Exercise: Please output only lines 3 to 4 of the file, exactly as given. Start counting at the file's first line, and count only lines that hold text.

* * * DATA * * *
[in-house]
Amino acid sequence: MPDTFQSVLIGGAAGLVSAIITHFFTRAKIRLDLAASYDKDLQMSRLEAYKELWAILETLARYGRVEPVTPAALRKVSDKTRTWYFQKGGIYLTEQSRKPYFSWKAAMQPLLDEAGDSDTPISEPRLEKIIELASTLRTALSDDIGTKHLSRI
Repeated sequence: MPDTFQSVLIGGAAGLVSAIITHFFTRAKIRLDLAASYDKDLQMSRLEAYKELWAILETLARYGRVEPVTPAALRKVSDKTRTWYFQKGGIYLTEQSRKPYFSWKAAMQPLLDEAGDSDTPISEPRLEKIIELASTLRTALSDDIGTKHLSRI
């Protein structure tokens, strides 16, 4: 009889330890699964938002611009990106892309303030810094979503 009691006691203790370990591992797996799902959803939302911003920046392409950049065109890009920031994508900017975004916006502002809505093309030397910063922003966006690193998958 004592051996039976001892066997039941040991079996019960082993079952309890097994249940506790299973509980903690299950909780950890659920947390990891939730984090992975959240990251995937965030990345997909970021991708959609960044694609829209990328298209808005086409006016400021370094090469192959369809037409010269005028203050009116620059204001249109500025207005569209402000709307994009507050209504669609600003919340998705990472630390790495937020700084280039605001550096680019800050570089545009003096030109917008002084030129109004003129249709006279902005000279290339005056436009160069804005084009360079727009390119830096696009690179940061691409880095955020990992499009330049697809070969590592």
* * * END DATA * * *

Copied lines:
Repeated sequence: MPDTFQSVLIGGAAGLVSAIITHFFTRAKIRLDLAASYDKDLQMSRLEAYKELWAILETLARYGRVEPVTPAALRKVSDKTRTWYFQKGGIYLTEQSRKPYFSWKAAMQPLLDEAGDSDTPISEPRLEKIIELASTLRTALSDDIGTKHLSRI
């Protein structure tokens, strides 16, 4: 009889330890699964938002611009990106892309303030810094979503 009691006691203790370990591992797996799902959803939302911003920046392409950049065109890009920031994508900017975004916006502002809505093309030397910063922003966006690193998958 004592051996039976001892066997039941040991079996019960082993079952309890097994249940506790299973509980903690299950909780950890659920947390990891939730984090992975959240990251995937965030990345997909970021991708959609960044694609829209990328298209808005086409006016400021370094090469192959369809037409010269005028203050009116620059204001249109500025207005569209402000709307994009507050209504669609600003919340998705990472630390790495937020700084280039605001550096680019800050570089545009003096030109917008002084030129109004003129249709006279902005000279290339005056436009160069804005084009360079727009390119830096696009690179940061691409880095955020990992499009330049697809070969590592």